PIMCO Takes Don Draper’s Advice

Don Draper, the trenchant, dark presence of television’s Mad Men, counseled: “If you don’t like what’s being said, change the conversation.” That seems to be PIMCO’s communications strategy as the bond mega-manager grapples with faltering performance, sizable outflows and a failure to launch in the equities business. By benching Mohamed El-Erian, PIMCO gets its chance to change the conversation.

The problem was never that El-Erian failed to hold up his end of the conversation. To the contrary, he dominated the conversation, sometimes booked as the celebrity brainiac multiple times a week on cable TV’s business talkathons. Rarely required to field questions about PIMCO’s investment performance, he dazzled interviewers with pithy, big picture commentary and headline-worthy catch phrases.

Like “the new normal,” which summed up — with viral effect — his view that the world had entered an age of persistently anemic growth and low investment returns, punctuated by the occasional crisis. Some cynics saw a rationale for poor performance. But, more to the point, market performance belied the “new normal.” Equity markets bounced back in brisk fashion, as they had in previous cycles. Economies recovered, and corporate profits surged.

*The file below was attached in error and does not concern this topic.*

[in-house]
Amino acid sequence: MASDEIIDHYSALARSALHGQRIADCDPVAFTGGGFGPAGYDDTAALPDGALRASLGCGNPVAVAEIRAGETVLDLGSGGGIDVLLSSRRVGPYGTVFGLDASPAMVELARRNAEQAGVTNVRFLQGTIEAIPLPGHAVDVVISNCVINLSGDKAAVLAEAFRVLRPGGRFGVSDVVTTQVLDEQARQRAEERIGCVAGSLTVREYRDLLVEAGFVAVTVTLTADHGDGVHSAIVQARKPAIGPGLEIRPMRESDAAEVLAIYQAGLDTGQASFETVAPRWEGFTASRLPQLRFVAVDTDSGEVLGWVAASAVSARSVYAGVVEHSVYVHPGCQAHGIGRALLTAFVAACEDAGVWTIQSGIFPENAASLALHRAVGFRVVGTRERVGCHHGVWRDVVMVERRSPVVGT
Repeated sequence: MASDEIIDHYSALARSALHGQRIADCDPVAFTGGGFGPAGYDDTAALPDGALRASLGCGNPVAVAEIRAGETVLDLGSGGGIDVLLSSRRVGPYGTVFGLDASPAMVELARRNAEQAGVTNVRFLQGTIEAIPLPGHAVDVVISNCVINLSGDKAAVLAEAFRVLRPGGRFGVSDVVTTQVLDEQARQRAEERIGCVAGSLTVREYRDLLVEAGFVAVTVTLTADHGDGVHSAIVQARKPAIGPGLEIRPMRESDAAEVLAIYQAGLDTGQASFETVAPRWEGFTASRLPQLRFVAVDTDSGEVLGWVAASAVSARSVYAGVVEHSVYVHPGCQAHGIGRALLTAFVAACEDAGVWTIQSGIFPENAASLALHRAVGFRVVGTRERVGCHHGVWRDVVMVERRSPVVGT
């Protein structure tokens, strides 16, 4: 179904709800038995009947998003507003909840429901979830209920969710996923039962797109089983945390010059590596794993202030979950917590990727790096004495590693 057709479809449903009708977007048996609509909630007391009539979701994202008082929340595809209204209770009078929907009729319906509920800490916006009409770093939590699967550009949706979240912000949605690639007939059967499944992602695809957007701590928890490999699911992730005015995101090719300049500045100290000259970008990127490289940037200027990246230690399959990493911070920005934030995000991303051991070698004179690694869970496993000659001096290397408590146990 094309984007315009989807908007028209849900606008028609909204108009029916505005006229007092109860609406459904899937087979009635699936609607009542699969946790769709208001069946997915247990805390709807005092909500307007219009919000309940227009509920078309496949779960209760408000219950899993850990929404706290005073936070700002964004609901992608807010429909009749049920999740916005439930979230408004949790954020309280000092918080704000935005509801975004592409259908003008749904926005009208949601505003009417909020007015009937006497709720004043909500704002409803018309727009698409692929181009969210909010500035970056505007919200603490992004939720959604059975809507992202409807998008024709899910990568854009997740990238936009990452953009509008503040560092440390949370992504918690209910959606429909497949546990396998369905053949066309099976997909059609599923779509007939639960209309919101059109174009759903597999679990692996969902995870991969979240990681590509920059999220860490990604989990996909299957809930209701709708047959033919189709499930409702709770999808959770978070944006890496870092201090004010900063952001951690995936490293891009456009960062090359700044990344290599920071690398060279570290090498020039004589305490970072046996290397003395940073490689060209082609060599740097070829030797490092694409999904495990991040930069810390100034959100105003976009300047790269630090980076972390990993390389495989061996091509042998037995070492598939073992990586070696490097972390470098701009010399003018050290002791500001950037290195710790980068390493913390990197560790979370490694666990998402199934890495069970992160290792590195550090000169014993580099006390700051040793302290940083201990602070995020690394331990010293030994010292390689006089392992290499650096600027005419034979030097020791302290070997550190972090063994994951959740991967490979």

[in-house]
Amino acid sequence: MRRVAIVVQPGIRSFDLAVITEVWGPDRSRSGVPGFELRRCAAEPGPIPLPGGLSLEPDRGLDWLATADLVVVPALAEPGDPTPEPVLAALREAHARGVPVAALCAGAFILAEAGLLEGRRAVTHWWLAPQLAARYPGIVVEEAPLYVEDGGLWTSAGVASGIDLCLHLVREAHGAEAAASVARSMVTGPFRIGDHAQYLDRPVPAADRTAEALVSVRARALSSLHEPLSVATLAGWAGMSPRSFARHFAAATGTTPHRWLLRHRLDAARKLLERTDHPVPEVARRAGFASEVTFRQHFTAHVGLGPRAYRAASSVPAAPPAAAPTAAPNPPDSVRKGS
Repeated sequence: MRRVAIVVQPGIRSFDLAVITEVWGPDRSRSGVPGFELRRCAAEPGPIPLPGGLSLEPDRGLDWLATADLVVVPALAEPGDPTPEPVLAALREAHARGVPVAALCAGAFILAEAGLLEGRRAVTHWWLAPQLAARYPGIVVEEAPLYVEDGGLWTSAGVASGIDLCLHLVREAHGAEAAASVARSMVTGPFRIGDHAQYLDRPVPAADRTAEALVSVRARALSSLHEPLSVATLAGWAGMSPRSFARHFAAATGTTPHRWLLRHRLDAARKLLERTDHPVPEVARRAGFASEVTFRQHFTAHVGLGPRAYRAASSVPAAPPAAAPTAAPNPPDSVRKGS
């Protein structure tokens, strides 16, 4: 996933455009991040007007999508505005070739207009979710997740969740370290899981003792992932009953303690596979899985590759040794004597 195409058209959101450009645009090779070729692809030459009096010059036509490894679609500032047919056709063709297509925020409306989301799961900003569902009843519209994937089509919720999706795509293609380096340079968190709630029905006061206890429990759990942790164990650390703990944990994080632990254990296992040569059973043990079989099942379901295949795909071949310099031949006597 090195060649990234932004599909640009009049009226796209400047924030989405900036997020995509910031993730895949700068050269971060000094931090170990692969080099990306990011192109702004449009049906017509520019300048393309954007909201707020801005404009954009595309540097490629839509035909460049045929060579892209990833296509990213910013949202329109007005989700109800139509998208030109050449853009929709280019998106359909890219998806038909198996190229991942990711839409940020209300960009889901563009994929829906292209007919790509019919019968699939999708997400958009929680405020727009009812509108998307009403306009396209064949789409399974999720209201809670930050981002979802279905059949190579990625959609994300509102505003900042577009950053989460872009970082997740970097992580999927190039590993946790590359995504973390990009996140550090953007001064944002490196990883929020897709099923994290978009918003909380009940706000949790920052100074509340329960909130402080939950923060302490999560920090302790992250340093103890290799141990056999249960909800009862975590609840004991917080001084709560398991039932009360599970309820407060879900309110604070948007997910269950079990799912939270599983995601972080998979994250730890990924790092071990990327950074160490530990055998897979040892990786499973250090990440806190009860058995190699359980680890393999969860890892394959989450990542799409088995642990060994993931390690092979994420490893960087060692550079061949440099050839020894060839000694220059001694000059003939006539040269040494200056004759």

Scrambling to adjust, El-Erian said in August that the “the new normal has morphed into something that is less stable.” He called this something the “forced normal” – which some might say sounded, well, forced. Then last week, El-Erian informed CNBC the “new normal” might soon end altogether, though he couldn’t say when.

The Financial Times’ Dan McCrum, in the Alphaville blog, neatly sums up PIMCO’s communication challenge going forward: “The existing mountain of money will of course remain, without Mohamed at the top of it. But the challenge now for PIMCO may be that if it is going to say less, it actually becomes more important that what it says is right.”

Bill McBride
January 23, 2014

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